Easy code changes are additive: introduce a new database table, network call, or screen.
Difficult changes are transformative: split a database table, combine a few network calls, or change a component that’s used on many screens. These changes tend to motivate refactoring:
- Introduce feature flags
- Extract interfaces
- Move code between modules
- Add hooks for metrics or testing
Refactorings like these are good and often necessary, but they also increase the amount of change. I make mistakes in my refactors! Figuring out why a large pull request introduced an unexpected behavior change is difficult and stressful.
Reviewing large pull requests also makes me grumpy. At a certain size I lose the ability to connect the goal of the pull request to the edits in the code.
I like to author and review pull requests that have a small number of deltas; say less than 100 lines of (non-test) code. These are low-risk, easy to understand, and isolated to roll back if there’s a problem.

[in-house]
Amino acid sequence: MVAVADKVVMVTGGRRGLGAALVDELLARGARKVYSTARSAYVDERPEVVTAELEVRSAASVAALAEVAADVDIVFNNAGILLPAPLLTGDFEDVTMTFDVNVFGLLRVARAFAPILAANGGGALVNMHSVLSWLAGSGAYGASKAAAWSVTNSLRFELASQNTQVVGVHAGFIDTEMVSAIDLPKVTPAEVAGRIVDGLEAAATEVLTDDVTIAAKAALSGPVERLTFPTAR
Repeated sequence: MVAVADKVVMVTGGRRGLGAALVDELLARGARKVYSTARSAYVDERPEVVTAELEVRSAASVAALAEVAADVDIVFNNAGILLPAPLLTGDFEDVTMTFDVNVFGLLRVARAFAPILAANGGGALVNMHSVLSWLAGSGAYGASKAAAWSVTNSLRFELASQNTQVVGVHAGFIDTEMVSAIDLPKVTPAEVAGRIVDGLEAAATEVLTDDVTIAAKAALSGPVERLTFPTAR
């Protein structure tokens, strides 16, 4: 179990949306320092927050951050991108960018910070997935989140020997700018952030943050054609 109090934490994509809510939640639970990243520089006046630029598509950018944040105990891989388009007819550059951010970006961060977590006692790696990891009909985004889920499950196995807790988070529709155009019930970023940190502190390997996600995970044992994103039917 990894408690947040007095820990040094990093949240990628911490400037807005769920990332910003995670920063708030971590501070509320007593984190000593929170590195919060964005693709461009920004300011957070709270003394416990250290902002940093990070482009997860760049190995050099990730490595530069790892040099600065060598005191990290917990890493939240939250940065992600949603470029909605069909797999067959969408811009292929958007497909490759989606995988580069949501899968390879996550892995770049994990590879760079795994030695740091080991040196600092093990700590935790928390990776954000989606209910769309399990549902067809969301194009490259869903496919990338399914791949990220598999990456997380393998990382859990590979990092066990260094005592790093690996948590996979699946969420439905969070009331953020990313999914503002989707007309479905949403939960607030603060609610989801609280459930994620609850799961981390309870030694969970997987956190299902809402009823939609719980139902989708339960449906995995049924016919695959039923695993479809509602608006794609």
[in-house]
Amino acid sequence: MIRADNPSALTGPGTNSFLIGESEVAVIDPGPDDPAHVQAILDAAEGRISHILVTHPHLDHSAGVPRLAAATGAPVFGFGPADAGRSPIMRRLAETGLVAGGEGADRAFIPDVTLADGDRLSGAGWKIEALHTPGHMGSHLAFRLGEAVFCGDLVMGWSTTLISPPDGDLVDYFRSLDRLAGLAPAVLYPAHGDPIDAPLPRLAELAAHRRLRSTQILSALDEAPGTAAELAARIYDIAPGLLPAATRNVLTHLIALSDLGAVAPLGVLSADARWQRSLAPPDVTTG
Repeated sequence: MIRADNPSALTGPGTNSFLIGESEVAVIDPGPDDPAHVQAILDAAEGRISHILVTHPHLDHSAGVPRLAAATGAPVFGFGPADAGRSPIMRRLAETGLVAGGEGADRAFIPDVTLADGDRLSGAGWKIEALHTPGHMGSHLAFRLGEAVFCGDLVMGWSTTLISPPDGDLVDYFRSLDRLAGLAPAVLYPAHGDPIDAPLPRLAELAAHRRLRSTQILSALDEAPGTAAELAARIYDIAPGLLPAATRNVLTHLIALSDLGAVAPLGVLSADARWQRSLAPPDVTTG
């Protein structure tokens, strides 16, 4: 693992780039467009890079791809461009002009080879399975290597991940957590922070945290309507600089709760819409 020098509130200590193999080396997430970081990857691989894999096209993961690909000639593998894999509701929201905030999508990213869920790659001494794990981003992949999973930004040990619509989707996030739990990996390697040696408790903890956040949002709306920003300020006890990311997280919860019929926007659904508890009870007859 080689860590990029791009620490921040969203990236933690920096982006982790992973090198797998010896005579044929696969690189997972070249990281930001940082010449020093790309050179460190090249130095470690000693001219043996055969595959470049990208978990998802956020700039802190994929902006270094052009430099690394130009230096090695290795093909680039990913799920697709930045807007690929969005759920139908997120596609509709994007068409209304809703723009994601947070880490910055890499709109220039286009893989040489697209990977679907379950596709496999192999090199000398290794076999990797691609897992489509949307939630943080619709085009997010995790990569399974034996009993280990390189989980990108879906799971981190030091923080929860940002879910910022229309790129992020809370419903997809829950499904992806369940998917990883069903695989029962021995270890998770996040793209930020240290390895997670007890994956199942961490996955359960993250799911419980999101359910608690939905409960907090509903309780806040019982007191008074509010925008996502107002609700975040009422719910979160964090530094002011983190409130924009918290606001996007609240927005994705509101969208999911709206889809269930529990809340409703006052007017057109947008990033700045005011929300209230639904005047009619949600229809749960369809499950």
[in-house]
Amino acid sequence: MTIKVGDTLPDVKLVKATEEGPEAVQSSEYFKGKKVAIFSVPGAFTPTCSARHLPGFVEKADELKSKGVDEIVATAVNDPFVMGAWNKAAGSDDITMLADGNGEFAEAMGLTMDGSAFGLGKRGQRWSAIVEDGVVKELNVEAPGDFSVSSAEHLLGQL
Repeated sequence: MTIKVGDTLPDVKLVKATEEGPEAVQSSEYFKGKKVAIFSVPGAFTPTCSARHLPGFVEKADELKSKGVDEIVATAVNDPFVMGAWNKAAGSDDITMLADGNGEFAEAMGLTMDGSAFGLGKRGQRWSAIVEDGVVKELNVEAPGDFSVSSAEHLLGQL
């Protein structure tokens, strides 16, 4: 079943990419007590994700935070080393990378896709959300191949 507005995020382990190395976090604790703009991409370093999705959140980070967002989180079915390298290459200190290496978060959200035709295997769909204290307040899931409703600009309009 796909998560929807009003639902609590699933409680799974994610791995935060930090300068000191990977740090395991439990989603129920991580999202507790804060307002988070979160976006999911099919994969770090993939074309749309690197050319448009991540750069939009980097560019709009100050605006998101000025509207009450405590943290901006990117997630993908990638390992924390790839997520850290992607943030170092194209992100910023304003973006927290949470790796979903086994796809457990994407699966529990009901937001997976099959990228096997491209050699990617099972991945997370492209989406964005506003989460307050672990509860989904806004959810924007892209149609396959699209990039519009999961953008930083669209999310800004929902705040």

I also like to author and review mechanical changes, even if they touch hundreds of lines of code. Mechanical code changes are either:
- automated, such as IDE-driven symbol renames.
- systematic, such as replacing JUnit asserts with Truth asserts. This might be assisted by find-and-replace, sed, or it could be truly manual.
When reviewing mechanical changes, I can track how each delta serves the refactoring goal. If I’m familiar with the codebase, I might also be able to predict which deltas I will see.
But Never Both
The best way to make a big change is as a sequence of steps, where each step is either small or mechanical.
Kent Beck says it like this:
for each desired change, make the change easy (warning: this may be hard), then make the easy change
When you refactor during a change, you make the change bigger.
When you refactor before the change, you make the change smaller.